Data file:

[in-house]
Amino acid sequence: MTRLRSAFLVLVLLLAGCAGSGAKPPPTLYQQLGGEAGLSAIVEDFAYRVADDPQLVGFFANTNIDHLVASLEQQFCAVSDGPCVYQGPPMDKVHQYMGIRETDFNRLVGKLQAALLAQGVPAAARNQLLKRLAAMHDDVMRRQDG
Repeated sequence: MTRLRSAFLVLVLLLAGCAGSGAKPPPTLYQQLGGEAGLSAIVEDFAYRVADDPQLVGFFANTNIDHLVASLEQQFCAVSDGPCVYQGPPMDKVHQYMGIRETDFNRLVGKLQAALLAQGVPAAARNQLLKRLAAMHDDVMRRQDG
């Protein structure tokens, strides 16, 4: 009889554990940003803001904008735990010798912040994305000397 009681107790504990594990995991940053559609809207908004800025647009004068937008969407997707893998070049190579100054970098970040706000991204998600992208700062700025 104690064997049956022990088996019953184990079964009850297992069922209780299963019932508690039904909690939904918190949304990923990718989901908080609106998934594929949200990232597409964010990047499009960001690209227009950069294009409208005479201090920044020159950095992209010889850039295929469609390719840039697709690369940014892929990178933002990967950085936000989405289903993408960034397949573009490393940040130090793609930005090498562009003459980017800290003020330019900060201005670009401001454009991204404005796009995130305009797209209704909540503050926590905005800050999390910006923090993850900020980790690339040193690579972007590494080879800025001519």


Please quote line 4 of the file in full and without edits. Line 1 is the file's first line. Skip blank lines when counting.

């Protein structure tokens, strides 16, 4: 009889554990940003803001904008735990010798912040994305000397 009681107790504990594990995991940053559609809207908004800025647009004068937008969407997707893998070049190579100054970098970040706000991204998600992208700062700025 104690064997049956022990088996019953184990079964009850297992069922209780299963019932508690039904909690939904918190949304990923990718989901908080609106998934594929949200990232597409964010990047499009960001690209227009950069294009409208005479201090920044020159950095992209010889850039295929469609390719840039697709690369940014892929990178933002990967950085936000989405289903993408960034397949573009490393940040130090793609930005090498562009003459980017800290003020330019900060201005670009401001454009991204404005796009995130305009797209209704909540503050926590905005800050999390910006923090993850900020980790690339040193690579972007590494080879800025001519």